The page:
Video | Agriculture | Confidence | Economy | Energy | Employment | Finance | Media | Property | RBNZ | Science | SOEs | Tax | Technology | Telecoms | Tourism | Transport | Search

 


Strengthening your rights as a consumer

Strengthening your rights as a consumer

17June 2014

From 17 June, there are changes in consumer law that will strengthen and protect your rights as a consumer when you shop both online and in person. The important consumer laws that are changing are the Consumer Guarantees Act and the Fair Trading Act.

The law changes that will affect you:
The Consumer Guarantees Act (CGA) sets out guarantees that goods and services must meet when sold by someone in trade – that is, a retailer or service person. The Fair Trading Act makes it illegal for traders to mislead consumers, give them false information, or use unfair trading practices.

This will affect you in the following ways:

Online purchases – You will be protected if you buy goods and services from a business online. This includes when you bid for them in an online auction. From 17 June, businesses must also identify themselves as a trader when they sell online.

Auctions – You will be protected when you buy goods and services from a business by competitive tender or at auction (including online auctions). If you buy goods on Trade Me, for example, and they are faulty, you can ask the trader to put things right.

New delivery guarantee – If you buy goods from a business and they also agree to deliver the goods to you, they will be responsible for making sure those goods arrive in good condition and on time. This means that you will no longer be stuck in the middle of an argument between a retailer and a courier about who is responsible for damaged or lost goods.

Extended warranties – You will have the right to cancel an extended warranty within 5 working days of receiving it. Businesses will also have to explain to you before you buy the warranty what extra protection it gives you. If you say “yes” to an extended warranty and later wish you hadn’t, you have 5 working days to cancel.

Door-to-door and telemarketing sales – You will be able to cancel a contract within 5 working days if a business approaches you at home or at work, by phone or in person.

Proof of claims about a product or service – Businesses won’t be able to make false claims, which are claims about a product or service they don’t have evidence or reasonable grounds to make. For example, if a business claims a jersey is made from 100% natural fibres, they must be able to prove this.

Layby sales – Layby contracts have to be in writing. It makes it so much easier to prove you have one if a shop goes bust.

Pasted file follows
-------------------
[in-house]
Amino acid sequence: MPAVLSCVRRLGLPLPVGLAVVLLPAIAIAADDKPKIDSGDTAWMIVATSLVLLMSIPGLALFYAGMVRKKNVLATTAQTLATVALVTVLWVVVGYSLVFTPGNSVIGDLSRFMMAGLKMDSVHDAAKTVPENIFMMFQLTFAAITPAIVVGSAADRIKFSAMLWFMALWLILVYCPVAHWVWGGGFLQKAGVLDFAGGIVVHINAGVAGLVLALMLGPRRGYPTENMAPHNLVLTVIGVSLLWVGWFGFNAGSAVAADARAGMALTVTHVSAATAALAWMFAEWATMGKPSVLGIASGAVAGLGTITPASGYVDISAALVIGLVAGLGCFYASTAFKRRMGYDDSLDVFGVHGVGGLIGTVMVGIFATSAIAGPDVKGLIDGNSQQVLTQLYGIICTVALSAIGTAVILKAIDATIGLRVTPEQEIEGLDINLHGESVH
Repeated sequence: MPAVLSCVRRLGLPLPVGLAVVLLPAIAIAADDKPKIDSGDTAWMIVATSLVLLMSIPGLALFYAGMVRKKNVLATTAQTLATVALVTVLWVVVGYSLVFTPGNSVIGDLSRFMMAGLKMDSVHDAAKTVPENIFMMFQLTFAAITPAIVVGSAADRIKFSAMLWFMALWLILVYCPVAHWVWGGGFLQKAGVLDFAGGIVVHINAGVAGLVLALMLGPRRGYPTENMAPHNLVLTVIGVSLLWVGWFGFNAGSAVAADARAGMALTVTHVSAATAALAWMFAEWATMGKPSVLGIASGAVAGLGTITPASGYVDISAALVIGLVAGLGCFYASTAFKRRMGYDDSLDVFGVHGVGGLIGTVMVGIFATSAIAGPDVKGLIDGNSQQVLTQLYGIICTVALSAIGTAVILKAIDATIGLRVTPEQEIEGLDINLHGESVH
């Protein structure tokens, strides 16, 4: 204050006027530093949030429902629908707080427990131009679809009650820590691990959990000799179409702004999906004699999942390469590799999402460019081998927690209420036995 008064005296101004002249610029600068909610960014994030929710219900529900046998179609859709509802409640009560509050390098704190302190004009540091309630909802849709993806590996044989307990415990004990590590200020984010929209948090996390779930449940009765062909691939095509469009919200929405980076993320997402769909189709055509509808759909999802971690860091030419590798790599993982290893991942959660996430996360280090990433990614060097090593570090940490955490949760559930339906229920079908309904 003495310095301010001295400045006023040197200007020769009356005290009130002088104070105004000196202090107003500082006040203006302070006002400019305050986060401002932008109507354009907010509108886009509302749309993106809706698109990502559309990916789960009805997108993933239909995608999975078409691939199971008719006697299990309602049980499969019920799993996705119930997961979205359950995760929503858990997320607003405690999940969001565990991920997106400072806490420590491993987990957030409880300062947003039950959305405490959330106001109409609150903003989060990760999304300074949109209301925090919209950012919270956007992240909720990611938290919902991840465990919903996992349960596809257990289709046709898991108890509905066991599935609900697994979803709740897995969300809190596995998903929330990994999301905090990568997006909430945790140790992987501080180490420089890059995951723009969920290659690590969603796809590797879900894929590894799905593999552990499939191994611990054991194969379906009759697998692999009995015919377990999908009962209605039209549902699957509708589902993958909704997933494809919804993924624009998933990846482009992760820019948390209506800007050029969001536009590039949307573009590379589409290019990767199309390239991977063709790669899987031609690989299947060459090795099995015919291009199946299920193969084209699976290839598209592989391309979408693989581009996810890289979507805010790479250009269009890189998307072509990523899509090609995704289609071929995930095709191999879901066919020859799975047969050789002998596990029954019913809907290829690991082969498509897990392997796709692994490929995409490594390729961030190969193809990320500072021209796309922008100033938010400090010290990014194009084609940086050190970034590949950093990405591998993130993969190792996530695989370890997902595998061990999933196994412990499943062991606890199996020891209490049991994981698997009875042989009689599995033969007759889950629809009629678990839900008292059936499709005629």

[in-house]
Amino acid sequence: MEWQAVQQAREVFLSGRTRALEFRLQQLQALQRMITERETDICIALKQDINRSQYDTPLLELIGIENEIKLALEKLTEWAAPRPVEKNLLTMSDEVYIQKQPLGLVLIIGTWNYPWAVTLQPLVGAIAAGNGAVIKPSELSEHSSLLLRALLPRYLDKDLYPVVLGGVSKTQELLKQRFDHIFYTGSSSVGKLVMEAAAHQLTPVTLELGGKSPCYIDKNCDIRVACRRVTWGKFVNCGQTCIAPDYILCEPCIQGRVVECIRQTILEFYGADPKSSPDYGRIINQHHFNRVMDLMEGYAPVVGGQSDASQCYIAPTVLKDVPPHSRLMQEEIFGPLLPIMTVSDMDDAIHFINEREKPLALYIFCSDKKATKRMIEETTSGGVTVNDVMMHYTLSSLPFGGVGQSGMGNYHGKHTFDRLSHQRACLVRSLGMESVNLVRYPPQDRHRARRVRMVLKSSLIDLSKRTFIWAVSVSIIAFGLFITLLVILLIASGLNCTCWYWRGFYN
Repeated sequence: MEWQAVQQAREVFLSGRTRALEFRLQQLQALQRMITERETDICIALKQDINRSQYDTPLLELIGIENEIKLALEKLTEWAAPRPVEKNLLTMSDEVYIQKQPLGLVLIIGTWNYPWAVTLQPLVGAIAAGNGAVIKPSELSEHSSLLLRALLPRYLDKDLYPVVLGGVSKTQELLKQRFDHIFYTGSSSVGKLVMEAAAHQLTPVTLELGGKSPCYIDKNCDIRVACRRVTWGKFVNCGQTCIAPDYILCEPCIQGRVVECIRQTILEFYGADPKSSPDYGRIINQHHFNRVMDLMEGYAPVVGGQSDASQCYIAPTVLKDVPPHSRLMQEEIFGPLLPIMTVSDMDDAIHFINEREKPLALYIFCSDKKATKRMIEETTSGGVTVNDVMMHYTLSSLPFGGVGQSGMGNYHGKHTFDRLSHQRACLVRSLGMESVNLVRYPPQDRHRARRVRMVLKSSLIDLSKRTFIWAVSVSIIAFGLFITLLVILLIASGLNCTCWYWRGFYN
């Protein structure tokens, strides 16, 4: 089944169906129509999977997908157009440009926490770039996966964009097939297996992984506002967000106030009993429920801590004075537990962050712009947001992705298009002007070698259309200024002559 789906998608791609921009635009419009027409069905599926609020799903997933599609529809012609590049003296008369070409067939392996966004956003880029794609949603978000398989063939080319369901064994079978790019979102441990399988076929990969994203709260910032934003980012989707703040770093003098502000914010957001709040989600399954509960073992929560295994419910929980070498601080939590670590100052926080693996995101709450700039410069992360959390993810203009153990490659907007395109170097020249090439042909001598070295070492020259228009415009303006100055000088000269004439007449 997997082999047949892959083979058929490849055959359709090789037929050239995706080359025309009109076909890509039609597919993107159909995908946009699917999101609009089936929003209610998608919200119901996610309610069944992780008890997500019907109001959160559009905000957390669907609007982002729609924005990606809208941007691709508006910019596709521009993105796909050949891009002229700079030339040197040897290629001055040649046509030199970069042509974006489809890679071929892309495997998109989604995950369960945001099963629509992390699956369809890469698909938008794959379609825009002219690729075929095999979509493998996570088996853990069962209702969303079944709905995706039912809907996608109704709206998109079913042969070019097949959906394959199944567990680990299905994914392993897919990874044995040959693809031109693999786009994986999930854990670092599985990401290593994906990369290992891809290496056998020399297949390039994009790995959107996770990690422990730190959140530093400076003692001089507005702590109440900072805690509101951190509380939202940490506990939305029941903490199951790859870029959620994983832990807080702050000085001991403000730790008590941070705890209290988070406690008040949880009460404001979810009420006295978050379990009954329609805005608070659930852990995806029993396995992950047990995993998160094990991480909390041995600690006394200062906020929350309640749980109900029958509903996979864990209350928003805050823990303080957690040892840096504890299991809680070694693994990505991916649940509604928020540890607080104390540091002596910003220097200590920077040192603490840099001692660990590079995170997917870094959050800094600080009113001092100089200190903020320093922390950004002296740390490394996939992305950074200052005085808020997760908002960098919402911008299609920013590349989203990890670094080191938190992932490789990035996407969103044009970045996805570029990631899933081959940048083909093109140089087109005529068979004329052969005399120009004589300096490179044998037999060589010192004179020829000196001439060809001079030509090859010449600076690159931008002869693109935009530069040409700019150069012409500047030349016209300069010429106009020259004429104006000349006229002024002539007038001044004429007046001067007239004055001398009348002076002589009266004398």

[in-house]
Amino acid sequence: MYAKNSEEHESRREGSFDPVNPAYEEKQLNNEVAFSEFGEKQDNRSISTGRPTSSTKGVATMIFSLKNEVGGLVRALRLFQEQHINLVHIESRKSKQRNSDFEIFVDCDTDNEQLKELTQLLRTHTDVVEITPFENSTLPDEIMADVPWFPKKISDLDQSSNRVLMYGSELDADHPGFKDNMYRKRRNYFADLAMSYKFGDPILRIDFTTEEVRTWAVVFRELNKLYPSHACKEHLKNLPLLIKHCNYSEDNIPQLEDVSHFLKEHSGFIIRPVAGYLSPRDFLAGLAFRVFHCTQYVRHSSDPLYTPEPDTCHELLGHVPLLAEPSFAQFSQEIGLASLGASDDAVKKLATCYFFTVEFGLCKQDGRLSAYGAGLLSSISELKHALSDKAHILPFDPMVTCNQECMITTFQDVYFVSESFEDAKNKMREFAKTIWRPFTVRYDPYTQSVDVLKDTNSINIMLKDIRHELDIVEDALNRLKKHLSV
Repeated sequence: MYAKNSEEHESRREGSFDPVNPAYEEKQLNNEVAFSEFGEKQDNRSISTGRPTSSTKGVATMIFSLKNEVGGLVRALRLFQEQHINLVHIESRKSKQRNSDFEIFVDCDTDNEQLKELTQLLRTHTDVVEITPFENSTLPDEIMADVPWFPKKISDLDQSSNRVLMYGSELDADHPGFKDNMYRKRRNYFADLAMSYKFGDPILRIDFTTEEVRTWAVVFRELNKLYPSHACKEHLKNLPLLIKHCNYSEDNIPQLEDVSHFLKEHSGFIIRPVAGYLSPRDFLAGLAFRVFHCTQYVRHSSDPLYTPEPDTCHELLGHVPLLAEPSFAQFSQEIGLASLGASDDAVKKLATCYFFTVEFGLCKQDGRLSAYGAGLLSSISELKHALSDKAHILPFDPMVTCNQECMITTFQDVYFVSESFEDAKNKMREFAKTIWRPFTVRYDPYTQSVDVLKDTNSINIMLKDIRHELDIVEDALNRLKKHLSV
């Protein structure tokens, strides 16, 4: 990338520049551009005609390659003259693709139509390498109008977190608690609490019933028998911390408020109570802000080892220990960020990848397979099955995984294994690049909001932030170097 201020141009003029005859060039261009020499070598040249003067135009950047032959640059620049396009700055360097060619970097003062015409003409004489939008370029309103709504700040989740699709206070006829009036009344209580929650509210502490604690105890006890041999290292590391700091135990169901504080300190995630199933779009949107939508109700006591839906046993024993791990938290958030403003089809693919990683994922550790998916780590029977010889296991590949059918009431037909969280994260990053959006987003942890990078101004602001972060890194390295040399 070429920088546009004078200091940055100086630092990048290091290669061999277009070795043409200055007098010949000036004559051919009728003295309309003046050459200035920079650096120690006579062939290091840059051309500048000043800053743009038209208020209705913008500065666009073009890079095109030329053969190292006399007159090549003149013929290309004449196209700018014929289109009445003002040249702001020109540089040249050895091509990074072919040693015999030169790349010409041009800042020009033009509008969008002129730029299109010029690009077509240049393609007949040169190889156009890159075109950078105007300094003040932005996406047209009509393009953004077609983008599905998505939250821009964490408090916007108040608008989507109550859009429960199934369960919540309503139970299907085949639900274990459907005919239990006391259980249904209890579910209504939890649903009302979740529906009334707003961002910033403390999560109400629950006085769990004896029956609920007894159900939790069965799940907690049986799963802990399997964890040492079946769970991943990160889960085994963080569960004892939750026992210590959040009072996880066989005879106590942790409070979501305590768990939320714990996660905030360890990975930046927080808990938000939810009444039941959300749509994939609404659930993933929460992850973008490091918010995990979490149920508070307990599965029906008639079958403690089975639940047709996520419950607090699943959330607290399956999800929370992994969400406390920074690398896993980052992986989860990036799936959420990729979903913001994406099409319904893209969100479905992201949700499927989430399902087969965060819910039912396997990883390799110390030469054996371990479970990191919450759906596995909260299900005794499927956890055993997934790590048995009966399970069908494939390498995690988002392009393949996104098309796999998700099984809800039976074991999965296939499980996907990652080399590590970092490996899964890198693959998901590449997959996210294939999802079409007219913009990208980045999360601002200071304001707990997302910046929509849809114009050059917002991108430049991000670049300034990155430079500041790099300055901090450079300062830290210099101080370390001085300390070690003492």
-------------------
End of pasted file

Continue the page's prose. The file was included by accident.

Unsolicited goods and services – Businesses won’t be able to demand payment for any goods or services you have not requested (eg if a business leaves a box of greeting cards in your mailbox, with the idea that you will buy them).
These changes will help consumers deal with confidence and support honest business practices. They will promote competition, innovation and sustainable growth, and better align our laws with consumer law in Australia.

More information about the law changes: www.consumeraffairs.govt.nz/legislation-policy/changes-to-consumer-laws/what-consumers-should-know/changes-in-consumer-rights

For information on consumer issues, visit: www.consumeraffairs.govt.nz

ENDS

© Scoop Media

 
 
 
 
 
Business Headlines | Sci-Tech Headlines

 

Final Frontier: Rocket Lab And NASA Sign Commercial Space Launch Agreement

Rocket Lab has signed a Commercial Space Launch Act Agreement with the National Aeronautics and Space Administration (NASA). The agreement enables Rocket Lab to use NASA resources - including personnel, facilities and equipment - for launch and reentry efforts. More>>

ALSO:

Scoop Business: Wheeler Downplays Scope For ‘Large’ Rates Fall

Reserve Bank governor Graeme Wheeler says some market commentators are predicting further declines in interest rates that would only make sense for an economy in recession, although some easing is likely to be needed to maintain New Zealand’s economic growth. More>>

ALSO:

Ruataniwha Dam: Consent Conditions Could Mean Reduced Intensity

Legal advice sought by the Hawke’s Bay Regional Council on the Ruataniwha Dam consent conditions has confirmed that farmers who sign up to take water from the dam could be required to reduce the intensity of their farming operation to meet the catchment’s strict nitrogen limit. More>>

Health And Safety: Bill Now Sees Rules Relaxed For Small Businesses

Health and safety law reform sparked by the Pike River coalmine disaster has been reported back from the industrial relations select committee with weakened requirements on small businesses to appoint health and safety representatives and committees. More>>

ALSO:

Bearing Fruit: Annual Fruit Exports Hit $2 Billion For First Time

The value of fruit exported rose 20 percent (up $330 million) for the June 2015 year when compared with the year ended June 2014. Both higher prices and a greater quantity of exports (up 9.0 percent) contributed to the overall rise. More>>

ALSO:

Get More From Scoop

 
 
 
 
 
 
 
 
 
Business
Search Scoop  
 
 
Powered by Vodafone
NZ independent news